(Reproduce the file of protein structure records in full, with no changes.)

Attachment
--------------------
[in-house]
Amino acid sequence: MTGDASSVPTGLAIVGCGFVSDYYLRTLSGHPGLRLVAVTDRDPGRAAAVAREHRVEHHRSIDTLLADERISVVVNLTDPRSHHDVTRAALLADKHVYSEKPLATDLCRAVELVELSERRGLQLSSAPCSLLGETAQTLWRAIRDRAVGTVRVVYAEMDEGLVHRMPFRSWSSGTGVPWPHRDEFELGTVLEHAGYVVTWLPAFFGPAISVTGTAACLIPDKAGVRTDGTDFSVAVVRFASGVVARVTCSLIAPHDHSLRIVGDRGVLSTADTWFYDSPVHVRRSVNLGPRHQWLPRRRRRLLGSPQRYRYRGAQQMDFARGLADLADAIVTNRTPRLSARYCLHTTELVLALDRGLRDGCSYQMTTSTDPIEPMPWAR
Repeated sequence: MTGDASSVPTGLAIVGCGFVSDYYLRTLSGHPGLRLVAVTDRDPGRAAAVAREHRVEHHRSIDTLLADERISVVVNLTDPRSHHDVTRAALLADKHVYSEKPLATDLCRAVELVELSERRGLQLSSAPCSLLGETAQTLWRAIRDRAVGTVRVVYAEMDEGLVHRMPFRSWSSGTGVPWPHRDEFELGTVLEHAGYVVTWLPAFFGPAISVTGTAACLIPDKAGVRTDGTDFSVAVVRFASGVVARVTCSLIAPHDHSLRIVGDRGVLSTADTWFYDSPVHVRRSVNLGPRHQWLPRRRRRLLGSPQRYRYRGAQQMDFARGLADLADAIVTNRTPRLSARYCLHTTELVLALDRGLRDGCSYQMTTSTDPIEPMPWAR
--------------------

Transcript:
[in-house]
Amino acid sequence: MTGDASSVPTGLAIVGCGFVSDYYLRTLSGHPGLRLVAVTDRDPGRAAAVAREHRVEHHRSIDTLLADERISVVVNLTDPRSHHDVTRAALLADKHVYSEKPLATDLCRAVELVELSERRGLQLSSAPCSLLGETAQTLWRAIRDRAVGTVRVVYAEMDEGLVHRMPFRSWSSGTGVPWPHRDEFELGTVLEHAGYVVTWLPAFFGPAISVTGTAACLIPDKAGVRTDGTDFSVAVVRFASGVVARVTCSLIAPHDHSLRIVGDRGVLSTADTWFYDSPVHVRRSVNLGPRHQWLPRRRRRLLGSPQRYRYRGAQQMDFARGLADLADAIVTNRTPRLSARYCLHTTELVLALDRGLRDGCSYQMTTSTDPIEPMPWAR
Repeated sequence: MTGDASSVPTGLAIVGCGFVSDYYLRTLSGHPGLRLVAVTDRDPGRAAAVAREHRVEHHRSIDTLLADERISVVVNLTDPRSHHDVTRAALLADKHVYSEKPLATDLCRAVELVELSERRGLQLSSAPCSLLGETAQTLWRAIRDRAVGTVRVVYAEMDEGLVHRMPFRSWSSGTGVPWPHRDEFELGTVLEHAGYVVTWLPAFFGPAISVTGTAACLIPDKAGVRTDGTDFSVAVVRFASGVVARVTCSLIAPHDHSLRIVGDRGVLSTADTWFYDSPVHVRRSVNLGPRHQWLPRRRRRLLGSPQRYRYRGAQQMDFARGLADLADAIVTNRTPRLSARYCLHTTELVLALDRGLRDGCSYQMTTSTDPIEPMPWAR